Phishing, Spoofing and Email Fraud
Email fraud, often referred to as “phishing” or “spoofing,” involves a fraudster sending you an email request that appears to be from the bank or other official organization such as a government agency, an official business, or online payment service. If you follow the fraudulent instructions, you may unknowingly provide confidential information or even download worms or viruses to your computer.
When fraudsters obtain this information, they use it to transfer money, make payments, and commit other fraudulent acts.
If you have received a fraudulent email or an email that appears suspicious to you, please forward it to firstname.lastname@example.org. Please do not remove the original subject line, or change the email in any way when you forward it to us.
The keys to identification of fraudulent emails include:
- The message asks you to follow a link to a website
- The website asks you to confirm personally identifying and confidential information
- The message asks you to call a toll-free number, and a recording prompts you to key in personal account information such as your account number and PIN
- Some fraudsters will actually man the phone number with a live person to solicit personal information. Oftentimes the person will speak with a foreign accent.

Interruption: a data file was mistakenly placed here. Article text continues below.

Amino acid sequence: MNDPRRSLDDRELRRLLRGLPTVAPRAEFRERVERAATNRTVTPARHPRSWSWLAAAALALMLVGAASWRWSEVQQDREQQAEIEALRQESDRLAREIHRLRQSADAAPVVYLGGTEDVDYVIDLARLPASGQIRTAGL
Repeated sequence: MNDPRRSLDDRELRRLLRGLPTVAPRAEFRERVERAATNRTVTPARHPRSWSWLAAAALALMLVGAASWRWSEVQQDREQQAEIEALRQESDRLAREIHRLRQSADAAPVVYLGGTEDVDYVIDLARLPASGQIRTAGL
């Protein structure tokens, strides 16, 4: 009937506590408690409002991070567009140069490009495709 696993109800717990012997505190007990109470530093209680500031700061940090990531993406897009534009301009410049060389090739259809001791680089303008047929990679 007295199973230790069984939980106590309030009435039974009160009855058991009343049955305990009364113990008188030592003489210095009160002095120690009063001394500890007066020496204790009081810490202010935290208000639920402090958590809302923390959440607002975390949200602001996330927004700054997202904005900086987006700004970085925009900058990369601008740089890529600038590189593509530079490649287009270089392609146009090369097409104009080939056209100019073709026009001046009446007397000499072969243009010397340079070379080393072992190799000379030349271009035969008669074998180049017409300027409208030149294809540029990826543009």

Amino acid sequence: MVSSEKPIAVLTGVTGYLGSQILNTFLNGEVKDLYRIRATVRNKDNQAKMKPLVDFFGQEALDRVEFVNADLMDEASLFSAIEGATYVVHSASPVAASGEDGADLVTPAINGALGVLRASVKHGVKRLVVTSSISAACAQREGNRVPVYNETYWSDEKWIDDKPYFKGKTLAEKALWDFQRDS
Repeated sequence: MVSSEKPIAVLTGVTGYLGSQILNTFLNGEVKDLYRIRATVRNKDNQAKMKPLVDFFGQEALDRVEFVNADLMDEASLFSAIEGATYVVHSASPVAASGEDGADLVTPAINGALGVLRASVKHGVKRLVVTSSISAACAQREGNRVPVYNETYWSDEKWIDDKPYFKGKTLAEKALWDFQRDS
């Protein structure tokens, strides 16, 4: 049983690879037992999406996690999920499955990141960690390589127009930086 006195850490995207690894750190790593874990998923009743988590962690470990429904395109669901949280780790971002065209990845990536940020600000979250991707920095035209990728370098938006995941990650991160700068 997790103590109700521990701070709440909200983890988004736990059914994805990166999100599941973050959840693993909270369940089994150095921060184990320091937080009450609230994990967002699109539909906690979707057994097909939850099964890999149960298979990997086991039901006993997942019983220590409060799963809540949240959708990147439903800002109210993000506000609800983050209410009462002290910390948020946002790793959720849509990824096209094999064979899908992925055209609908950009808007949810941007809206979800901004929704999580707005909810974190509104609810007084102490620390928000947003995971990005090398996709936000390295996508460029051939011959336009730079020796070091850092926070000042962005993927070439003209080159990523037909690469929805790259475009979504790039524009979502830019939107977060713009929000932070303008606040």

If you have entered personal information after clicking on a link or suspect fraudulent behavior, please call us immediately at (770)692-0900 during regular business hours.
Security Savvy: Email Dos & Don’ts
You may also wish to contact your Internet Service Provider for support in blocking emails or subscribing to a spam filter they may offer.
- Never respond to or click on a link in a suspicious email. Opening or clicking on a link could place a virus on your computer which can later capture your personal information.
- Inspect the company logo used in emails and compare it to that used on the legitimate Web site of that company. Look for any discoloration or disfiguration of the logo.
- If you receive an email that warns you that an account will be closed or online access will be terminated unless you reconfirm your billing information, contact the company cited in the email using a telephone number or Web site address you know to be genuine.
- Take the time to ask whether this is the type of action the bank would ask you to take. Talbot State Bank will never ask you for personal financial information via email. We will never ask you to provide any personal identifying information, account numbers or PIN numbers online or via email.
- Avoid sending personal financial information over the Internet unless you are sure you are on a secure site. Look for the padlock icon on your browser's status bar.
If you have any questions about your privacy or the accuracy of your account information at any time, please contact us.